Here’s What You Need to Know (and Dr. Fauci Won’t Tell You) About Herd Immunity

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The American public seems to find a lot of things confusing, among them the metric system, the infield fly rule, and herd immunity.

With the metric system, the only thing I can suppose is that people find it harder to multiply and divide by 10 than by 12, 36, 1760, and 5280. The infield fly rule defeats me. But herd immunity I can explain.

There’s a long explanation below, but if you don’t want to go through the whole thing, here’s the conclusion up front:

First, people aren’t using the term “herd immunity” correctly. The herd immunity threshold is the percentage of a population that must be immune to an infection to stop an epidemic. Herd immunity doesn’t mean that there will be no new cases; it means that each new case will infect fewer than one new case.

But second, once a population reaches herd immunity, the number of new cases will drop, and drop rapidly.

In other words, the epidemic is over.


The herd immunity threshold can be computed using a somewhat artificial number R0 — the basic reproduction number. Details of the definition, how it’s computed, and why it’s a bit artificial are below, but the main use of R0 is that the herd immunity threshold is reached when 1-(1/R0) of a population is immune. (It’s usually expressed as a percentage, so multiply that number by 100.)

The best estimates of the R0 for SARS-CoV-2 now put it between 2 and 3, and seem to average around 2.6 (but your mileage may vary, and those numbers are recomputed regularly.)

What this means is that herd immunity will be reached for COVID when the proportion of people who are immune is somewhere between 50 and 67 percent, with the average estimate being around  62 percent. (And don’t forget that both people who have been vaccinated and people who have had COVID and recovered are very probably immune. No matter what famous TV immunologist Stephen Colbert says.)

n today’s news, CBS reports that half of American adults have been vaccinated. The CDC reports that nearly two-thirds of Americans have had at least one vaccination shot, which conveys at least partial immunity, and there have been roughly 33 million reported cases. Total that up against 330 million people, and that comes out in the close neighborhood of 50 percent of the U.S. population should now be immune.

In other words, the U.S. has very probably passed the herd immunity threshold.

That doesn’t mean that if you haven’t had it or been vaccinated you can ignore it. You’re less likely to get it now, but there’s still a real chance you will.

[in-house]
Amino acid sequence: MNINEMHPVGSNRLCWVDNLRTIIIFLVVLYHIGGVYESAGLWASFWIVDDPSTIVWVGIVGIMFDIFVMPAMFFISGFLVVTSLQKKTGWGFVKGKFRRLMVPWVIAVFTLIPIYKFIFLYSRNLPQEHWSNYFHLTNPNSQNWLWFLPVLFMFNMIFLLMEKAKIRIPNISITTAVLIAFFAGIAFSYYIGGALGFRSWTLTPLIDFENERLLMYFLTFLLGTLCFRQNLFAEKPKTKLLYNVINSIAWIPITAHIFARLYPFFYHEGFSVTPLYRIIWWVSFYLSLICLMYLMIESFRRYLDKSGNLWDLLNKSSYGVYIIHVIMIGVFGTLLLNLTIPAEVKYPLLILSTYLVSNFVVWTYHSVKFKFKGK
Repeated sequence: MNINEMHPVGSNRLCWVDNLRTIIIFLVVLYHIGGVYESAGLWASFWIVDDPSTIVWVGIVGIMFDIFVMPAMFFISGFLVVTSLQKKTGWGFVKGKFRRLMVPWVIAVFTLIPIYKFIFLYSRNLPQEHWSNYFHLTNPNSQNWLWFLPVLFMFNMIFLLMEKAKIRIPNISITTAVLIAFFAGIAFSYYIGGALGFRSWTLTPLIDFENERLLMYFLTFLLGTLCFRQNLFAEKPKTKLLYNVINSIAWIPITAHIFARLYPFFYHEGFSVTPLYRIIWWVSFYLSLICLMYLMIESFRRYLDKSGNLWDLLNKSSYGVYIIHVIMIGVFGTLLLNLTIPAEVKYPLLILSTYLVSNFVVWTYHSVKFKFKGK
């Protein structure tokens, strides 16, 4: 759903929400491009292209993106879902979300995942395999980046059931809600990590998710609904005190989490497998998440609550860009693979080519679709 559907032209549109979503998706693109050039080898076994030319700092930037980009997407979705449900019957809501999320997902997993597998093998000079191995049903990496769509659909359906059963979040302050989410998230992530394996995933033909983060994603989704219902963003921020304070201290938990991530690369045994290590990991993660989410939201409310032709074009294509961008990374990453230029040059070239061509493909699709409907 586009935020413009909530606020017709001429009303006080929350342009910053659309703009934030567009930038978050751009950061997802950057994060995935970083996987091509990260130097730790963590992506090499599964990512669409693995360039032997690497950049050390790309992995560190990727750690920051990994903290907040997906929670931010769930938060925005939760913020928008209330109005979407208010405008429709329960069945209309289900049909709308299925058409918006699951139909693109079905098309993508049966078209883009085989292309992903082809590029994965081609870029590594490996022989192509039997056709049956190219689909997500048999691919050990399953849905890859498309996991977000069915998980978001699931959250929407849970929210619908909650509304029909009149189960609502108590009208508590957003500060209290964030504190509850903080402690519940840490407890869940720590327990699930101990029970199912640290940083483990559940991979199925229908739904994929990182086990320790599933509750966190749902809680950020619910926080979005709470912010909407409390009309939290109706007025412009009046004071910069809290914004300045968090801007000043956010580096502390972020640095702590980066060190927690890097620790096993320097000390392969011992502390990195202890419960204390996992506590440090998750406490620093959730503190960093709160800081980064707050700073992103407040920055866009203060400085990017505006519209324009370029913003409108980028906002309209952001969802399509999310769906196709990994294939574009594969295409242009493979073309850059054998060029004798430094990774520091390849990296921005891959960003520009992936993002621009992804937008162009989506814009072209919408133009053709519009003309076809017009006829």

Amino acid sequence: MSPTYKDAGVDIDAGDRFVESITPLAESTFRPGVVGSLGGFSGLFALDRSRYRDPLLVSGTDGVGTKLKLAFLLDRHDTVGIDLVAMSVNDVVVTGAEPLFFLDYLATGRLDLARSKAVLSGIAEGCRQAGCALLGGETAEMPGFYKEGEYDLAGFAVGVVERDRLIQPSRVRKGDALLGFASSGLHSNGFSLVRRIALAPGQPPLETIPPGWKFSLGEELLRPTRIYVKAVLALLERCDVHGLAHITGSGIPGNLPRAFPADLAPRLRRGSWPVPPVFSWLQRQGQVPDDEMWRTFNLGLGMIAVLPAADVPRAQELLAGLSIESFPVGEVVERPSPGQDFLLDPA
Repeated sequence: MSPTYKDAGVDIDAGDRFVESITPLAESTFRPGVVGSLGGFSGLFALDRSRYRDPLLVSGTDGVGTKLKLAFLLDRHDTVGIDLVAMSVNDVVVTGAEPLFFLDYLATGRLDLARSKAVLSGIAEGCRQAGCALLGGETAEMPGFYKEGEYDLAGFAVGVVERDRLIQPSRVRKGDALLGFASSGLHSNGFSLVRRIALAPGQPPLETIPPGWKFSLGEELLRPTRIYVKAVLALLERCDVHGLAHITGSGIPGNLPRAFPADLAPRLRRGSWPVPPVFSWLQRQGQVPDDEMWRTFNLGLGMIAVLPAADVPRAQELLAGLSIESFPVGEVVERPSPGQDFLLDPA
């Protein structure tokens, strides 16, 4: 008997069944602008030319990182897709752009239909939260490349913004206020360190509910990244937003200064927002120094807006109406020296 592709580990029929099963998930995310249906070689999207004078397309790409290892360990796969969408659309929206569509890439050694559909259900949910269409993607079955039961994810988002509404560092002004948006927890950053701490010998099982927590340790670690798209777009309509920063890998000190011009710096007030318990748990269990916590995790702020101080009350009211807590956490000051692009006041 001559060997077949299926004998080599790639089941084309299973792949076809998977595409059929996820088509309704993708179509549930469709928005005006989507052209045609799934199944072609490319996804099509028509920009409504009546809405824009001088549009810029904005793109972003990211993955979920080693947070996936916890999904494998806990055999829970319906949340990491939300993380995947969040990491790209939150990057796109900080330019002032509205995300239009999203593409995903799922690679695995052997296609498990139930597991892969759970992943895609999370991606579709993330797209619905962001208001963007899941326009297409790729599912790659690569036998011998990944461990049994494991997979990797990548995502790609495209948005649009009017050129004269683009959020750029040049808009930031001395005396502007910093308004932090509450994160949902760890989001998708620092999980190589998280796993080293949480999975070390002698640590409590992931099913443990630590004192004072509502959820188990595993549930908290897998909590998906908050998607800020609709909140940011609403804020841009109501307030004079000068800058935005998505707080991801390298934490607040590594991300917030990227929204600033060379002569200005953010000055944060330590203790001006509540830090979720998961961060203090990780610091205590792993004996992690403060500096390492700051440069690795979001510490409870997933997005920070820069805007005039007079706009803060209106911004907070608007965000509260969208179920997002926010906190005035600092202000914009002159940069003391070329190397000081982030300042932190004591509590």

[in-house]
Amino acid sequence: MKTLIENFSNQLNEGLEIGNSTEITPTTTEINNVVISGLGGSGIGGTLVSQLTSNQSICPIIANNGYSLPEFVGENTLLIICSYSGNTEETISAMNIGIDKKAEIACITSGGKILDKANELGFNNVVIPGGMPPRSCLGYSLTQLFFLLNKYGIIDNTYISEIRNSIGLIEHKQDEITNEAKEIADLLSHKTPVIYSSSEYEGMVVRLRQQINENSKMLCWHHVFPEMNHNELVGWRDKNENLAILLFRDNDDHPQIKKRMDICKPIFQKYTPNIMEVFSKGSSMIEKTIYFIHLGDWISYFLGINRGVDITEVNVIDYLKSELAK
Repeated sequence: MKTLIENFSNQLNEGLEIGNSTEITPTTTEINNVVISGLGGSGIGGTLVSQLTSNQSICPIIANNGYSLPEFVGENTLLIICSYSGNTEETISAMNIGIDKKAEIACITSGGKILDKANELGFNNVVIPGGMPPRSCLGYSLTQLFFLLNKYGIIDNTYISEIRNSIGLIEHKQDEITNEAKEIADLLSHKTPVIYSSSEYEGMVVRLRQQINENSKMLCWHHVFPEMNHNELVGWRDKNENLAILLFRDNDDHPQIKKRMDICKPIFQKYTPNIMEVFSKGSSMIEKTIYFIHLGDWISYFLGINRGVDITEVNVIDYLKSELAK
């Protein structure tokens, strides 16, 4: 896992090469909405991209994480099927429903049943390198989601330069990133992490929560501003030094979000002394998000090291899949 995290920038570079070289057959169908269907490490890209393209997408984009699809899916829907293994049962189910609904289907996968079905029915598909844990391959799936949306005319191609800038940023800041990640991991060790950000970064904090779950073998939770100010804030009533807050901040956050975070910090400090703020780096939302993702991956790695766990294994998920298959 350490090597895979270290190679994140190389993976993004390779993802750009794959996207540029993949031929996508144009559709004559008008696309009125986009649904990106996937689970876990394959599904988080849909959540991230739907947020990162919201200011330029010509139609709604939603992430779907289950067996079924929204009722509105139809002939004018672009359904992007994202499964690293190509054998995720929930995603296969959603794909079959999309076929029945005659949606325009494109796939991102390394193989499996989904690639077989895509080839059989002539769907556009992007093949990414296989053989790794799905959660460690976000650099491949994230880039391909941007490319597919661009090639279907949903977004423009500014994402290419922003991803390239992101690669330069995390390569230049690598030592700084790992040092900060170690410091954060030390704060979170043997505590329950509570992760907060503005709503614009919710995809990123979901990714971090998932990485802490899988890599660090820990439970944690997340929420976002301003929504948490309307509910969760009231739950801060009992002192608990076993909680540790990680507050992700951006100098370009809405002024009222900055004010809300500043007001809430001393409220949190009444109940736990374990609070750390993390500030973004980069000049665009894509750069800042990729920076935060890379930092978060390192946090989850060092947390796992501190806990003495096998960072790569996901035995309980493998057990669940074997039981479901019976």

But if we’ve reached herd immunity, then we expect the number of new cases to fall, and in fact (CDC again) the number of new COVID cases in the U.S. is dropping rapidly.

In other words, the epidemic is over.


Imagine you have a new Mars colony with 1,000 residents, and one resident is infected with a new coronavirus which we’ll name MARS-30. We’ll make some basic assumptions:

  • Everyone who has not had the virus is susceptible to catching it
  • A susceptible exposed person has about a two-thirds chance of being infected
  • Once you catch it, the course of the infection lasts for five days, after which you’re no longer susceptible — you’ve recovered. (Or you die, but you still can’t catch it again. I’m a softie; in my hypothetical colony everyone recovers)
  • Exactly one person has the infection at time 0. Here’s how the infection spreads: Our unfortunate first infection, patient zero — call him Marvin — is surrounded by 999 candidates for the next infection.

Marvin has contact with three people — Molly, Michael, and Martha — in the first day, and Mike and Molly catch the bug. Marvin goes on to have contact with three more people a day for the next four days, and two out of three of them also catch MARS-30, so at the end of his infectious period, Marvin has a total of 10 subsequent infections.

This is an epidemic. An infection that’s spreading rapidly in a population. Notice that doesn’t say anything about deaths: you can have an epidemic of something that doesn’t cause any deaths or even any noticeable sickness. The other words you hear bandied about are pandemic, which simply means an epidemic that’s widespread geographically. On the other end, you have an infection that’s endemic, which means there aren’t many new infections but the pathogen hasn’t gone away.

One of the ways we characterize an infectious disease is by the reproduction number R. R is the average number of new infections expected from a single case. What we’re seeing right now is that as of day 5, R for MARS-30 is roughly 10. I’m carefully avoiding talking about R0 for reasons I’ll explain shortly.